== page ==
When a driver causes a car crash and someone suffers an injury as a result, the at-fault party can be required to compensate the victim. According to Pennsylvania law, however, at-fault drivers are not the only individuals who can be held accountable for injuries caused by their actions. This is because under the legal theory of negligent entrustment, a car’s owner can be sued for loaning his or her car to a negligent or reckless driver if that driver caused a car accident.
In Pennsylvania, when car owners lend their vehicles to another driver, they can be held legally responsible for any ensuing accidents. However, to be found liable, the injured party must establish specific facts, including that:
- The car’s owner permitted another person to operate the vehicle;
- The driver was unfit to operate the vehicle;
- The car’s owner knew or should have known that the driver was not fit to drive;
- The driver was negligent; and
- The driver’s negligence caused an accident that resulted in injuries.
Once a plaintiff has established that a car’s owner either expressly or impliedly entrusted the vehicle to the at-fault party, he or she must demonstrate that the owner knew or should have known that the driver was unfit. To satisfy the definition of unfit, a driver must usually:
- Be intoxicated;
- Ill or disabled; or
- Someone with a record of driving recklessly.
It can sometimes be difficult to establish that an owner knew or should have known that a driver posed an unreasonable risk of harm to others. However, courts will take into consideration the driver’s immediate appearance or conduct at the time of the interaction when determining an owner’s liability. For instance, if a car’s owner witnessed the driver drinking, slurring his or her words or walking unsteadily, he or she would have notice that the driver posed a risk to others and could also be held liable for a victim’s damages. The courts have consistently stated, though, that having a generalized knowledge of inexperience or previous erratic driving is not enough to impute responsibility to the car’s owner. Similarly, mere knowledge of a child’s reckless disposition will not make a car’s owner liable for an accident caused by his or her child unless there is evidence that the parents had actual knowledge that their child was intoxicated or intended to drive erratically.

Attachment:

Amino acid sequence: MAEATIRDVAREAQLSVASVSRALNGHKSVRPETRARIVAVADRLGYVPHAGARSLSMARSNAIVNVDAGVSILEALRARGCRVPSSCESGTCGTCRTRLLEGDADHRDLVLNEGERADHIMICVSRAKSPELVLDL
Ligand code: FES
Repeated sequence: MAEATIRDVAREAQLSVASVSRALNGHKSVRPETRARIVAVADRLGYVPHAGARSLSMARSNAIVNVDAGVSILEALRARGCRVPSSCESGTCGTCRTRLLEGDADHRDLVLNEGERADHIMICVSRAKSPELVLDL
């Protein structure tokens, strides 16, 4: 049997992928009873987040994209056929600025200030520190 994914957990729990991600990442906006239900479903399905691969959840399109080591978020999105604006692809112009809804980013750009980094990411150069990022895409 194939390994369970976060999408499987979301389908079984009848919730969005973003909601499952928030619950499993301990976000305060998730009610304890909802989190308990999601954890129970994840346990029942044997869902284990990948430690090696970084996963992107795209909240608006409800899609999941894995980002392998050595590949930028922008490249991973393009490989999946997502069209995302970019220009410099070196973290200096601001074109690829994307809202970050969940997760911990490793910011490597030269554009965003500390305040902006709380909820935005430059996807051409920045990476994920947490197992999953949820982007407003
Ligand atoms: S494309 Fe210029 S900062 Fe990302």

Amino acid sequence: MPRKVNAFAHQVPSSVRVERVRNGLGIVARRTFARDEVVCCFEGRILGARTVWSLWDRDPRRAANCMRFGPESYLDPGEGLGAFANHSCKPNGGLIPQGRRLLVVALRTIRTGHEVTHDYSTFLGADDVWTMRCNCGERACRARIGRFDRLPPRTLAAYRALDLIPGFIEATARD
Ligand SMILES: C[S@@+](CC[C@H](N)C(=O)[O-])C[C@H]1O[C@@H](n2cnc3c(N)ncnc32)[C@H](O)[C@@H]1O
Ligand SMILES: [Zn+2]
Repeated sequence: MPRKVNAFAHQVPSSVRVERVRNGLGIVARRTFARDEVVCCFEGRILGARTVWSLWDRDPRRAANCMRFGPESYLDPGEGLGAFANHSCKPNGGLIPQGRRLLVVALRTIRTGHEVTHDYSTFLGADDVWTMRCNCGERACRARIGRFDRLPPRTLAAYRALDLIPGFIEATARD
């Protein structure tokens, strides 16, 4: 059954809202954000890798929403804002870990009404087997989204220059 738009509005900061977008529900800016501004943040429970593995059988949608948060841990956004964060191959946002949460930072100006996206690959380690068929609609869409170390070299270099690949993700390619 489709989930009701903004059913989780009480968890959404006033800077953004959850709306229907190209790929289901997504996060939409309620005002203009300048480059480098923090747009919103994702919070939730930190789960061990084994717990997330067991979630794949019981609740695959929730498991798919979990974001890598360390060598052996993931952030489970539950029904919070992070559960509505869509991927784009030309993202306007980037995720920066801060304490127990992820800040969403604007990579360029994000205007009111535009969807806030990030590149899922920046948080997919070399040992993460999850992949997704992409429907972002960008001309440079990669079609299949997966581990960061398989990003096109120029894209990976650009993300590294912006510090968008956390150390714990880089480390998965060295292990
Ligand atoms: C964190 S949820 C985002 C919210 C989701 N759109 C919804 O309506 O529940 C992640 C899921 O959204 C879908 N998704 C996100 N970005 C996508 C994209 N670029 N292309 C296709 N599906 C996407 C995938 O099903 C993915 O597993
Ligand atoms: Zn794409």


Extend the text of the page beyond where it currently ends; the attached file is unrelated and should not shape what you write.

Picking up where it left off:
If car owners purchase no-fault insurance, they may be protected from liability even if they negligently entrusted their vehicle to an incompetent or underage person. This is because liability claims against a driver cannot proceed if he or she had a no-fault insurance policy. Injured parties should be sure to check what type of insurance they have prior to filing a claim.
Contact us Today to Speak With an Experienced Personal Injury Attorney in Philadelphia
At van der Veen, O’Neill, Hartshorn, and Levin, we understand that being involved in an accident caused by another person’s negligence or recklessness can be both painful and traumatic. We are dedicated to ensuring that our clients receive the compensation that they deserve, so if you were recently injured in a car crash, please contact our legal team by calling 215-515-6892 today.